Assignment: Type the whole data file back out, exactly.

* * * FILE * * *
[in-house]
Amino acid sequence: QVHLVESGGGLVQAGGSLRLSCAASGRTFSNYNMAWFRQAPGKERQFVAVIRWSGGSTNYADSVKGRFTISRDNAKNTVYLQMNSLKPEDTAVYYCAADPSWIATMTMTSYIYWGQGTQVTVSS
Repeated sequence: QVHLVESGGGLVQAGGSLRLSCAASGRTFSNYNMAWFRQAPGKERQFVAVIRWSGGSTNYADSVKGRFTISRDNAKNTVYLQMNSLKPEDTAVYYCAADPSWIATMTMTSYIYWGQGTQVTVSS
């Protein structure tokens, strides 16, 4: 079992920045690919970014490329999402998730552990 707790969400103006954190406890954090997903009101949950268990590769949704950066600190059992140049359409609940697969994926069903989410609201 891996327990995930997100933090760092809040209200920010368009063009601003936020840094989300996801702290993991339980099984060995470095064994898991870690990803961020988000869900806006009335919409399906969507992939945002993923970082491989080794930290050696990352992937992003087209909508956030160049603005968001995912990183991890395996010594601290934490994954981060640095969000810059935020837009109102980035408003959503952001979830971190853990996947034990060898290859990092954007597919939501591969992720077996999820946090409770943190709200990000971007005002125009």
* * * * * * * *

[in-house]
Amino acid sequence: QVHLVESGGGLVQAGGSLRLSCAASGRTFSNYNMAWFRQAPGKERQFVAVIRWSGGSTNYADSVKGRFTISRDNAKNTVYLQMNSLKPEDTAVYYCAADPSWIATMTMTSYIYWGQGTQVTVSS
Repeated sequence: QVHLVESGGGLVQAGGSLRLSCAASGRTFSNYNMAWFRQAPGKERQFVAVIRWSGGSTNYADSVKGRFTISRDNAKNTVYLQMNSLKPEDTAVYYCAADPSWIATMTMTSYIYWGQGTQVTVSS
């Protein structure tokens, strides 16, 4: 079992920045690919970014490329999402998730552990 707790969400103006954190406890954090997903009101949950268990590769949704950066600190059992140049359409609940697969994926069903989410609201 891996327990995930997100933090760092809040209200920010368009063009601003936020840094989300996801702290993991339980099984060995470095064994898991870690990803961020988000869900806006009335919409399906969507992939945002993923970082491989080794930290050696990352992937992003087209909508956030160049603005968001995912990183991890395996010594601290934490994954981060640095969000810059935020837009109102980035408003959503952001979830971190853990996947034990060898290859990092954007597919939501591969992720077996999820946090409770943190709200990000971007005002125009």